Men’s Wearhouse agrees to buy Jos. A. Bank; Eddie Bauer deal halted
The $1.8 billion deal between the two menswear retailers ends Jos. A. Bank’s plan to buy Bellevue-based Eddie Bauer, which will be paid $48 million as a break-up fee.
Men’s Wearhouse agreed to buy smaller rival Jos. A. Bank Clothiers for about $1.8 billion in cash, ending a five-month takeover battle between the two menswear retailers. Both companies’ boards have approved the transaction, the retailers said Tuesday in a statement.
Jos. A. Bank also will terminate a separate deal to buy Bellevue-based Eddie Bauer and will cancel a plan to buy as much as $300 million of its own stock.
It will have to pay Eddie Bauer’s owner a breakup fee of $48 million, plus fees and expenses incurred in connection with the deal, according to a securities filing.
The ill-fated purchase agreement shed some light on Eddie Bauer’s operations: Jos A. Bank said in the filing that Eddie Bauer expected to book a net profit of $7 to $9 million in 2013, versus a $32 million loss in 2012.
Tuesday’s agreement settles a feud Jos. A. Bank began in October with an offer for its larger rival. Men’s Wearhouse turned down that proposal and countered with multiple bids for Jos. A. Bank, all of which were rejected as too low. Jos. A. Bank said it would begin talks with Men’s Wearhouse last month following a sweetened $1.78 billion offer.
“It’s a strong acquisition that is mutually beneficial to both companies and shareholders of both companies,” Mark Montagna, a Nashville, Tenn.-based analyst for Avondale Partners, said in a phone interview.
The combined company will have more than 1,700 U.S. stores and sales of about $3.5 billion on a pro forma basis, the retailers said. Jos. A. Bank can benefit from Men’s Wearhouse’s tuxedo-rental business, while Men’s Wearhouse can learn from Jos. A. Bank’s ability to inexpensively source products, Montagna said.
Jos. A. Bank imperiled the possibility of a tie-up with Men’s Wearhouse in February, when it agreed to buy Eddie Bauer in an $825 million deal that would have created a company too big for its suitor to acquire.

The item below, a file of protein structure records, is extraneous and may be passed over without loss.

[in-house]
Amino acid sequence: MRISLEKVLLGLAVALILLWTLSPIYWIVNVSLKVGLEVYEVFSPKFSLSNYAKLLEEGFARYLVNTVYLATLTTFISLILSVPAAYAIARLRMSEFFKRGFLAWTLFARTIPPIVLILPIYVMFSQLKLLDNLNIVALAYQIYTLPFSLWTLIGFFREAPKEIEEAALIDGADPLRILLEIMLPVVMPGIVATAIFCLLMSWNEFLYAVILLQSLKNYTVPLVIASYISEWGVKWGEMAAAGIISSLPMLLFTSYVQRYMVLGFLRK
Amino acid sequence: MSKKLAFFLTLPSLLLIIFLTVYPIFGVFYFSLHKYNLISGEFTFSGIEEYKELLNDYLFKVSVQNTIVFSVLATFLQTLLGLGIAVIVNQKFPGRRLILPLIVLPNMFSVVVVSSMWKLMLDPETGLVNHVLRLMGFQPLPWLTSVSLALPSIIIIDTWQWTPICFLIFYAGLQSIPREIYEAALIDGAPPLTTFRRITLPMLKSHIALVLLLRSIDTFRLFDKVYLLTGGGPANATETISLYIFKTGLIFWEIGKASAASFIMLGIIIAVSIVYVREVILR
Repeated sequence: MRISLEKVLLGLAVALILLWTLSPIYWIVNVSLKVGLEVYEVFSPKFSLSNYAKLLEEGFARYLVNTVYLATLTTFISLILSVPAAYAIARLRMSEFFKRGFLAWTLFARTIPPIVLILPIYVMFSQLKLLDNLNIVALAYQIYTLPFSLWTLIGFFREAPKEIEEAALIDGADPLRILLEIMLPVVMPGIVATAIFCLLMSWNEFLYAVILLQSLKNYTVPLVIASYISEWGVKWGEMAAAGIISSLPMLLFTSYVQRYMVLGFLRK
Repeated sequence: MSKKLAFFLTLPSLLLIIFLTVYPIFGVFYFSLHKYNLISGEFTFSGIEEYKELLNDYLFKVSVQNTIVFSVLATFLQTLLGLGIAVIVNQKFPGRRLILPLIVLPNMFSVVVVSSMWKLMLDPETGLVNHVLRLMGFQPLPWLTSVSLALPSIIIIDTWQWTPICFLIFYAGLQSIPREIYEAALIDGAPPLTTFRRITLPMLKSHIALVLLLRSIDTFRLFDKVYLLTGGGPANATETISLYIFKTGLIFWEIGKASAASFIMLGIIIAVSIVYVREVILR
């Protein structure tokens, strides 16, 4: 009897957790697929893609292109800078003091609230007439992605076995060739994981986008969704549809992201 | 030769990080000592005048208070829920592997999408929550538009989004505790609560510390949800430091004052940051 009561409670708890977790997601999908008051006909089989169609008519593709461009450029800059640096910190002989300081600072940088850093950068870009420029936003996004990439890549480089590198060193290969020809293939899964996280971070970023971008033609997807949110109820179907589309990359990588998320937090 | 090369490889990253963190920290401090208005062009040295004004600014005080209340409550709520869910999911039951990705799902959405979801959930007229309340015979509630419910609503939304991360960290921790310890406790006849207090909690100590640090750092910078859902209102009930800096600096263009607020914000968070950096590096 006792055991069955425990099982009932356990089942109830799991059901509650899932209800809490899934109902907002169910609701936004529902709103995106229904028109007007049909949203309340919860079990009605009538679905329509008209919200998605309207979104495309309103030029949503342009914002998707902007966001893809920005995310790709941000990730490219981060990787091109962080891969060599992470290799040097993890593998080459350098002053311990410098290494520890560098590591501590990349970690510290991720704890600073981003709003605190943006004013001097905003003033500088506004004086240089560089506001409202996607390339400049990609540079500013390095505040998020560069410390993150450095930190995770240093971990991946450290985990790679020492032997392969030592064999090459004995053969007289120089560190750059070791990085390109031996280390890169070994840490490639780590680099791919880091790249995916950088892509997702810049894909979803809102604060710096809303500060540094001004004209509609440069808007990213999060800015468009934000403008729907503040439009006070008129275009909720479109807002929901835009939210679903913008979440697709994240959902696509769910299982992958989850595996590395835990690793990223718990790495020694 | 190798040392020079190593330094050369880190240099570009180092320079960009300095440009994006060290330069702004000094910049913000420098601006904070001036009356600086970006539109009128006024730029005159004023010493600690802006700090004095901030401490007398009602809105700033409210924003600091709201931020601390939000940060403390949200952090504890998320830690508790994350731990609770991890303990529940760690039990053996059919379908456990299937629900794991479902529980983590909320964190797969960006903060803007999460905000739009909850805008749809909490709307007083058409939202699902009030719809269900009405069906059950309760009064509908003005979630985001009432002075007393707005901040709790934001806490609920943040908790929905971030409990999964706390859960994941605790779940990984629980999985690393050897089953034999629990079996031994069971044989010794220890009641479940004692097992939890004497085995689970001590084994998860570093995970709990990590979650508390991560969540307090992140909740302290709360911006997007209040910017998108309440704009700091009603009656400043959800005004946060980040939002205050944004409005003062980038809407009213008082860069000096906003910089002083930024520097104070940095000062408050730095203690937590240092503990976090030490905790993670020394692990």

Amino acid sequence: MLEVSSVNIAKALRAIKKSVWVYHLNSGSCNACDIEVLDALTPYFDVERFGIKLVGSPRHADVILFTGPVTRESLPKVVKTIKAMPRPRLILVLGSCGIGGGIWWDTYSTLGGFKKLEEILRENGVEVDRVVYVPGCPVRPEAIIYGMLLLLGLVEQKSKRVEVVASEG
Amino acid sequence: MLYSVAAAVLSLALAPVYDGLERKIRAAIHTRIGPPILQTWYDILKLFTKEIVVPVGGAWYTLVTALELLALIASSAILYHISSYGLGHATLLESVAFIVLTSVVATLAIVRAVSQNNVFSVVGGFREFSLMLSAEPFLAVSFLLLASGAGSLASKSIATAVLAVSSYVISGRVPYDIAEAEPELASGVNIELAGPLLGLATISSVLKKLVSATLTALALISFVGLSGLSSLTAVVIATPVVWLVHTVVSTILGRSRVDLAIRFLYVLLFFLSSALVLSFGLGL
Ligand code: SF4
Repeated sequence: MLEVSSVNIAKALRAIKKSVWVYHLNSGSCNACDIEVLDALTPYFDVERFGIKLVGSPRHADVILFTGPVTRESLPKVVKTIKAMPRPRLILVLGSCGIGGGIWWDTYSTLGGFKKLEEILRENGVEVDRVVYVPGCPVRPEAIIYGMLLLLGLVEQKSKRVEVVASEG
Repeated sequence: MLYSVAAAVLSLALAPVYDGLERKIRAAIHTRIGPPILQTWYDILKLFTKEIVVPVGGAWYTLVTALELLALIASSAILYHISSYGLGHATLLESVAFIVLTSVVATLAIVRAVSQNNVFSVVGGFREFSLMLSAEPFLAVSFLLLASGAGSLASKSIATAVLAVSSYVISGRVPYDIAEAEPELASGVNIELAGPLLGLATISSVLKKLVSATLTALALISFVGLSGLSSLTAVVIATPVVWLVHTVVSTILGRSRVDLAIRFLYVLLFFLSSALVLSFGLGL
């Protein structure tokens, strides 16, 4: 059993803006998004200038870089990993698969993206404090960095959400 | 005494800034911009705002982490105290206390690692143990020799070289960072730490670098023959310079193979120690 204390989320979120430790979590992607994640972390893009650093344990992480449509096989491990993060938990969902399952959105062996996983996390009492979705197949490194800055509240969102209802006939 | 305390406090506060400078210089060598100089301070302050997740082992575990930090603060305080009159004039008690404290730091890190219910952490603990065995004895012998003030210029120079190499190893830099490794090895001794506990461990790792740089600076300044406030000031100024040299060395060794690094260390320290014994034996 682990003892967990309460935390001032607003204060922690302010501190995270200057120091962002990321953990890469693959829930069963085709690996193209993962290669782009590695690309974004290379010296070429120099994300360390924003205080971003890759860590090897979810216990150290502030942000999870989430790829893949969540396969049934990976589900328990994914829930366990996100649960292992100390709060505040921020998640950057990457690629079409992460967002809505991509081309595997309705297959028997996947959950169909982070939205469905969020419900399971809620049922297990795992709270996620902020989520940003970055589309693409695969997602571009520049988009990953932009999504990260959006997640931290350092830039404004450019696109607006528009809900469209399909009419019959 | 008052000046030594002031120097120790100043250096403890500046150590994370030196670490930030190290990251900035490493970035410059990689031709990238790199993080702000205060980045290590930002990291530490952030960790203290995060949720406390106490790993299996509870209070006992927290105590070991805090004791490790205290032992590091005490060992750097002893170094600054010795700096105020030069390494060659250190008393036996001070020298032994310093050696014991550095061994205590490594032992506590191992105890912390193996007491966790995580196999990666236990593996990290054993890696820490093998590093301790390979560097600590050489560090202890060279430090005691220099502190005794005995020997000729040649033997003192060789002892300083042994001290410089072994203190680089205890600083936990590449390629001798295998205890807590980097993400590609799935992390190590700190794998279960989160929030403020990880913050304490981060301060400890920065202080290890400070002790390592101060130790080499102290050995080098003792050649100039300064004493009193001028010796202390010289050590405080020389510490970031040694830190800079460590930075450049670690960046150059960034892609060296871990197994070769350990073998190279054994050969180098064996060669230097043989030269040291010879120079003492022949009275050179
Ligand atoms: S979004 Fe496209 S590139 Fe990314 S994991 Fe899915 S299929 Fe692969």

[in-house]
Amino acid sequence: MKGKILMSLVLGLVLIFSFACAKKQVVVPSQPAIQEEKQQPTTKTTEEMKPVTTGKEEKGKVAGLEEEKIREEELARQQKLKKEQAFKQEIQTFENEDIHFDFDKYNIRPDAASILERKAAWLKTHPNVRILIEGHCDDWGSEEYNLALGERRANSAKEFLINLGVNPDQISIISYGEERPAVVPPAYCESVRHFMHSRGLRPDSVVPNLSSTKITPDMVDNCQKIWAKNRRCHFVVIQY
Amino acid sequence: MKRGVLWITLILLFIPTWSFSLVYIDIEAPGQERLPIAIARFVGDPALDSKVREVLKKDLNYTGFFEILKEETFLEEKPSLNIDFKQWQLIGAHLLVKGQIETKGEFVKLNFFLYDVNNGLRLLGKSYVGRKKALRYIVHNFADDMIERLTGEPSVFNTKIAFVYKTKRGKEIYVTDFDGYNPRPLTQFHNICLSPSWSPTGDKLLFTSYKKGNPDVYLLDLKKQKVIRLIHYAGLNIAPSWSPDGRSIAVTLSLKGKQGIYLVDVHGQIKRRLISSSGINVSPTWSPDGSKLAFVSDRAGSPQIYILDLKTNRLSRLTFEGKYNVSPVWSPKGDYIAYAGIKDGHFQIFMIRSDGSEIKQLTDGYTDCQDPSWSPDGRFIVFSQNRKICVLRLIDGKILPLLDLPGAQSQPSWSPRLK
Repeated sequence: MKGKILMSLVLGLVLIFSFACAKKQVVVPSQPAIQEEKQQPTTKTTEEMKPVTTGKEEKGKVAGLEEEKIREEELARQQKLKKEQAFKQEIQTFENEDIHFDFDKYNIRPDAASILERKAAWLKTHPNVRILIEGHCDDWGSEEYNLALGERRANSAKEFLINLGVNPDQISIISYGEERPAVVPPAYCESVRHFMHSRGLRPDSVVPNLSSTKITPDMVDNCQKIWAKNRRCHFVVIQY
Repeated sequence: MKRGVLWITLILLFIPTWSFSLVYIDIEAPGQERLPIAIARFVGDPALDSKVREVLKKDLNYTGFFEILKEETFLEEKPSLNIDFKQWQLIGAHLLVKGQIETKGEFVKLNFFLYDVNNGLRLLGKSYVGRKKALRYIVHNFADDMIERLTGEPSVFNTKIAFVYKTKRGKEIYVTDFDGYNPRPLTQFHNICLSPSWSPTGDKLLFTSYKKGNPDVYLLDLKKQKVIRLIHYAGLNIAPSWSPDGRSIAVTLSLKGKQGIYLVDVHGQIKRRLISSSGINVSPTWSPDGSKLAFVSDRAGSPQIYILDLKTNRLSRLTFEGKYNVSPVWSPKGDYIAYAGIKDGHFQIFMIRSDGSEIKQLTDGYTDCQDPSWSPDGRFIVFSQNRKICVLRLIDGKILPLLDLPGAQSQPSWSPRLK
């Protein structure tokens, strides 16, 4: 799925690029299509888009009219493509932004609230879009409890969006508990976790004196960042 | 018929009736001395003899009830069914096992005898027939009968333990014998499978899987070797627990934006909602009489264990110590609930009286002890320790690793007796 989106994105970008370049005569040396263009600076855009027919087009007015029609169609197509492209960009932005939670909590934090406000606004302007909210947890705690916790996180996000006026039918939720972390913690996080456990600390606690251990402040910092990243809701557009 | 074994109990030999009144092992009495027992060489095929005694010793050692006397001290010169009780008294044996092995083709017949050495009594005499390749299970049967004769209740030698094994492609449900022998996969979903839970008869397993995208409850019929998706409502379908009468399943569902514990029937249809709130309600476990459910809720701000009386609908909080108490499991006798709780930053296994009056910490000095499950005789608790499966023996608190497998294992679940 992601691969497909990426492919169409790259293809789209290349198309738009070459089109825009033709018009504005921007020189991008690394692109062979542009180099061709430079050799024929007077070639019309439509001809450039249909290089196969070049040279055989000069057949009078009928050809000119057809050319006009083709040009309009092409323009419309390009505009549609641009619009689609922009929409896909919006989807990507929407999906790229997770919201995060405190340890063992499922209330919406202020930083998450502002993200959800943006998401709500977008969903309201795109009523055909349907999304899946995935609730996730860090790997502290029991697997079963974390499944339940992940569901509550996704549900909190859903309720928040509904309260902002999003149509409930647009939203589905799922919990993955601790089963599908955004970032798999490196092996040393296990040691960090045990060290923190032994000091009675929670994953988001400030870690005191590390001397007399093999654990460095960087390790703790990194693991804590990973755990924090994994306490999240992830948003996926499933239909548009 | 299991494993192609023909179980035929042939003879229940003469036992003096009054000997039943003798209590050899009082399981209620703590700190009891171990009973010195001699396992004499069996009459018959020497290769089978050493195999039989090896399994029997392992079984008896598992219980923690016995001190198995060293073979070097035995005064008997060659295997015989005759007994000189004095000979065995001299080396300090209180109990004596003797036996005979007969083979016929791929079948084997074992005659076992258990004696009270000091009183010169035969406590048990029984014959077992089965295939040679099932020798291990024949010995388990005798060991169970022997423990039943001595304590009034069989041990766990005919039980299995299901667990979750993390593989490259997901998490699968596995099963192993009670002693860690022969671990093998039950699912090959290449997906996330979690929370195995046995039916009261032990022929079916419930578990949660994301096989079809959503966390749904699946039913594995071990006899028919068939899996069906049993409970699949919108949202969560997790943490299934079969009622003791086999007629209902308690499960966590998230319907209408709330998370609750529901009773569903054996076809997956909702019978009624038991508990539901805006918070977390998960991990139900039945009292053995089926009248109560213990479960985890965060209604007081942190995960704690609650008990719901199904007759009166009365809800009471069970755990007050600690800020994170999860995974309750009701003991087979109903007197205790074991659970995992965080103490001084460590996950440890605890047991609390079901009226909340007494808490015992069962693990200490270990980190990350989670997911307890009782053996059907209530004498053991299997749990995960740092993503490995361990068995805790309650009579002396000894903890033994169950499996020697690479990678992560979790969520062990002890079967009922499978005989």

Golden Gate Capital, the San Francisco-based private-equity firm that was selling Eddie Bauer, said Tuesday it respects Jos. A. Bank’s decision to end the deal and is pleased to continue owning the Bellevue-based brand.
Jos. A. Bank’s deal with Men’s Wearhouse will result inasmuch as $150 million of annual savings realized over three years, the companies said Tuesday. Jos. A. Bank’s approximately 600 stores won’t be rebranded.
The $65-a-share purchase price is 56 percent higher than Jos. A. Bank’s closing price on Oct. 8, the day before its offer for Men’s Wearhouse was publicly disclosed.
“The clear winners are definitely the shareholders,” said Betty Chen, a San Francisco-based analyst at Mizuho Securities USA. “Jos. A. Bank holders benefit from a higher offer price, and Men’s Wearhouse holders benefit from a much stronger company with better accretion. This is a rare deal scenario where it’s a win-win.”
George Zimmer, who founded Men’s Wearhouse 40 years ago and was its face in TV commercials, wasn’t there to toast the merger. He was fired in June after clashing with management over strategy, including his desire to take the company private. The move put the company into play, analysts said, making shareholders richer in the end.
Zimmer’s disagreements with management led to his ouster, which Oscar Gruss & Son Inc. said may have removed an obstacle to Men’s Wearhouse merging with its rival. In the time it took the company and Jos. A. Bank to settle on a price they both could agree on, shareholders became $1.7 billion richer as the stocks soared, data compiled by Bloomberg show.
Seattle Times business reporter Ángel González contributed to this report.